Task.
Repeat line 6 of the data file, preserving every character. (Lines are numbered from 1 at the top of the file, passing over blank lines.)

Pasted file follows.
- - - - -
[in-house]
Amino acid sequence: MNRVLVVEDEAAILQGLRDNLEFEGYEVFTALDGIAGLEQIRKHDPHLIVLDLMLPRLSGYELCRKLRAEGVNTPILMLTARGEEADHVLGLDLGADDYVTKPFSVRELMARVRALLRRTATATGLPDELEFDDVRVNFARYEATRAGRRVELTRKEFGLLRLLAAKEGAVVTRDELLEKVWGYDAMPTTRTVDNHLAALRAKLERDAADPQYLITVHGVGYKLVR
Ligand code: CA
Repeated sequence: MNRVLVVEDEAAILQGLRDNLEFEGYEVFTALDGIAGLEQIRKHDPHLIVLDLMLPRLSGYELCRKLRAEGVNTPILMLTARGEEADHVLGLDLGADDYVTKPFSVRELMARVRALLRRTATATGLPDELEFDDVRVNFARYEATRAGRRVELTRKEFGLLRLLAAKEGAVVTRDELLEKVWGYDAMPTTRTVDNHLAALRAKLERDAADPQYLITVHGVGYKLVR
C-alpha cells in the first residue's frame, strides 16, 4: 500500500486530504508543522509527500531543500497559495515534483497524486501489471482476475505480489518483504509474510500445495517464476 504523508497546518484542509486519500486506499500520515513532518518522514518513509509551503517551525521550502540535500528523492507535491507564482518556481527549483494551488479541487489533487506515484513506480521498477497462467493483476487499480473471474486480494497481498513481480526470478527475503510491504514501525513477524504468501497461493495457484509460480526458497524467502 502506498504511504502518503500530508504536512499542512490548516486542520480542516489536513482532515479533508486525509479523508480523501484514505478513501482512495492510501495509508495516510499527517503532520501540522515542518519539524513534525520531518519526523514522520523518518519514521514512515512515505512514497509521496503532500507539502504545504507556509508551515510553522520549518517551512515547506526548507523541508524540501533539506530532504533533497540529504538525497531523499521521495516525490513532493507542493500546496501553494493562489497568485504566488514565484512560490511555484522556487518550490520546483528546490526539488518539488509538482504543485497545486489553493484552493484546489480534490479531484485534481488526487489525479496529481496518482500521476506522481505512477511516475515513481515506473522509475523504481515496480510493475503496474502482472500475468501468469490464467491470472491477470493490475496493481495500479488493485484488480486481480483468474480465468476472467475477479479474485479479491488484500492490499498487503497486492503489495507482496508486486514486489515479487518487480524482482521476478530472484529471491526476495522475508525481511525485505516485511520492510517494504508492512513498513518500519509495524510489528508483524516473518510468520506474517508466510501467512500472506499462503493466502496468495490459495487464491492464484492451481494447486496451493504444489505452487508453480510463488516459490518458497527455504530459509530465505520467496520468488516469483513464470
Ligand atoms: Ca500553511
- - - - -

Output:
Ligand atoms: Ca500553511